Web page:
Performance anxiety, commonly known as stage fright, is a state of anxiety or fear which happens when someone is required to perform in front of a live audience. This affects numerous people, including politicians, actors, and celebrities, who continue to have terrible symptoms even after years of experience. Most people struggle in silence while trying to maintain their composure, while others deal with symptoms like nausea, heavy perspiration, upset stomachs, etc.
To help you overcome stage fright when singing, let’s look at the causes of this terrible fear and the various symptoms that come with it.
One of the main reasons for having stage fright is the idea of being the center the attention and having all eyes on you. Even if you’ve just spent the past month practicing to perfect your performance, stage fright might induce various negative thoughts, make you doubt yourself, and feel attacked. This is when your body will react to this situation very similar to what it would if you were actually attacked. Your body’s “fight-or-flight” response will get triggered. And you will face symptoms that resemble those that appear when you are in real danger.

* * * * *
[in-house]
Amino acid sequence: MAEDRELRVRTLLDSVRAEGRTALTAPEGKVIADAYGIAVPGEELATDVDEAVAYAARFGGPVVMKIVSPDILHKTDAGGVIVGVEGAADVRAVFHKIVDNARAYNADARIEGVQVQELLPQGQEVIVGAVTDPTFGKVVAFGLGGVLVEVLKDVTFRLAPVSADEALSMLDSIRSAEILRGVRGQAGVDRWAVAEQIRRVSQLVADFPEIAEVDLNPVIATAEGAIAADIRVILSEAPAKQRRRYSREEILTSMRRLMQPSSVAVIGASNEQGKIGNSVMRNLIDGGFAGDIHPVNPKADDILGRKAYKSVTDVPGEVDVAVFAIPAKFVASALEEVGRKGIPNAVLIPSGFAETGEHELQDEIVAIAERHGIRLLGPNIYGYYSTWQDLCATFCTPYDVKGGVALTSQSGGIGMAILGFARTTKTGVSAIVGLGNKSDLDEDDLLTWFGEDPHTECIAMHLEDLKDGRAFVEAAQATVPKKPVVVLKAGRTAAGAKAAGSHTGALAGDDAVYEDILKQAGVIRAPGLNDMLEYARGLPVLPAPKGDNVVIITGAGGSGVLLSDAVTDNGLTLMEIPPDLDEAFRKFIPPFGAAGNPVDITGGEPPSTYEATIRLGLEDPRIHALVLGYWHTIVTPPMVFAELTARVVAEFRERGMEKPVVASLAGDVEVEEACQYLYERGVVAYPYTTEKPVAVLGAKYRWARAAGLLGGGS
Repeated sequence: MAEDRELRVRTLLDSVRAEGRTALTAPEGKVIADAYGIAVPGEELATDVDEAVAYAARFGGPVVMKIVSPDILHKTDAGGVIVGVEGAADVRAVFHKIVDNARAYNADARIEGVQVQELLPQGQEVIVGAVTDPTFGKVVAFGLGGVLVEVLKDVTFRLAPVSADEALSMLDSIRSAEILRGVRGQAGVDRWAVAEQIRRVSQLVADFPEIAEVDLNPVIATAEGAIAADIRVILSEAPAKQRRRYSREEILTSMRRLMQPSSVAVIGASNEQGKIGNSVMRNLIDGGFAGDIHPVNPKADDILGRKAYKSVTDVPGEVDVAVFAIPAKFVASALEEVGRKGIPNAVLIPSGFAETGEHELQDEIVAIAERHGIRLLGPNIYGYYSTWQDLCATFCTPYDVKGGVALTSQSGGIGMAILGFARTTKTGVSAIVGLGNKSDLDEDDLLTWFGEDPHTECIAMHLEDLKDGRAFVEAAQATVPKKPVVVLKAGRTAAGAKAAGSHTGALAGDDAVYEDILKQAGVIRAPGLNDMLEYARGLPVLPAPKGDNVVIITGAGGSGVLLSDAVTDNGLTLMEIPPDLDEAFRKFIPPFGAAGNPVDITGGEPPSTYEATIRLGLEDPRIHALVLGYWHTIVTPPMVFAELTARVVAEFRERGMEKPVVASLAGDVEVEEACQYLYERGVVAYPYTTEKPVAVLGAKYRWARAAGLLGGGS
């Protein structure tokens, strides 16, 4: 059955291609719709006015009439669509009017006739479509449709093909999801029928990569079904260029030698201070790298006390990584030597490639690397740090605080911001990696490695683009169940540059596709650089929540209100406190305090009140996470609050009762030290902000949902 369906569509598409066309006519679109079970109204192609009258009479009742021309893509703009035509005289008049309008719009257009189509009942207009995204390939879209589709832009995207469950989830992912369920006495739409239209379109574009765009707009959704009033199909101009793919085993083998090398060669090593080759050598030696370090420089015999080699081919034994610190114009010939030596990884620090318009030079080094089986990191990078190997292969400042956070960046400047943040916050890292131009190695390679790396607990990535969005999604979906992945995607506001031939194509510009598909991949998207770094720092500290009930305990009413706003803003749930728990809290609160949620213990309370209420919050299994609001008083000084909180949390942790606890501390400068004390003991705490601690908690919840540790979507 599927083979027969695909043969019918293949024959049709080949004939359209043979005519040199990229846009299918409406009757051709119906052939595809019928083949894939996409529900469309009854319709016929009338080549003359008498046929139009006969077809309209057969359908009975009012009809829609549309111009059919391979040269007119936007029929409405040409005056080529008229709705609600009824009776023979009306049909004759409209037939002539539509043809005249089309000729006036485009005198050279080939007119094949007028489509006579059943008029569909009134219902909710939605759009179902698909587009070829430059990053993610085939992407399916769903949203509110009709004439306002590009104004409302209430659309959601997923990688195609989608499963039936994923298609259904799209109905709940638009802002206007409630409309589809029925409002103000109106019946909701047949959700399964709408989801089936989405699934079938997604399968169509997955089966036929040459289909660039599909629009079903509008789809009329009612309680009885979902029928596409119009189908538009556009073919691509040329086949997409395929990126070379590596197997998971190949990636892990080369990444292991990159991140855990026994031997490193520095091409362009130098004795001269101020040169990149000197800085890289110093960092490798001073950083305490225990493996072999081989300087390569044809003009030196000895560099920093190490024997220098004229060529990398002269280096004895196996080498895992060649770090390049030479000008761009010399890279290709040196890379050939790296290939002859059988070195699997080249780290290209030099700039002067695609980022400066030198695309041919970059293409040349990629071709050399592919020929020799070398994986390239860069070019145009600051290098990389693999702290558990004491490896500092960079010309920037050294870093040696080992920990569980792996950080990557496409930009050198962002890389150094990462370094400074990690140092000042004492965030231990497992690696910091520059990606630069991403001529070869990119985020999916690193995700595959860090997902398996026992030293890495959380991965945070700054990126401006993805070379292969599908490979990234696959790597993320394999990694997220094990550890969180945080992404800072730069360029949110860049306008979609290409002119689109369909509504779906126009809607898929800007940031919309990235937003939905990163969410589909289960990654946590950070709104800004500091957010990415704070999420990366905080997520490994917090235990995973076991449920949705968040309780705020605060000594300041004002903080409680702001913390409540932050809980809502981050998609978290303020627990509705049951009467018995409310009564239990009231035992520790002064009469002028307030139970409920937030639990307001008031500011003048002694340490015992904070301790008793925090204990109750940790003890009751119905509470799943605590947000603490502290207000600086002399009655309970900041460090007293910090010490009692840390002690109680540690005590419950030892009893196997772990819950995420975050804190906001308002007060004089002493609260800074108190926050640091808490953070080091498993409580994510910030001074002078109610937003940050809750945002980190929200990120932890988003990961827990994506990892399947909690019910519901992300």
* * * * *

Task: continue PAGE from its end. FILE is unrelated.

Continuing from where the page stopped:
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How does stage fright start showing up?
Hours or minutes before your live performance, different symptoms will start creeping up. Symptoms include increased heart rate, dry mouth, trembling or shaking, nausea, sweaty hands or feet, inability to speak, cold extremities, tight throat, stomach ache, and tingling sensation in various parts of your body.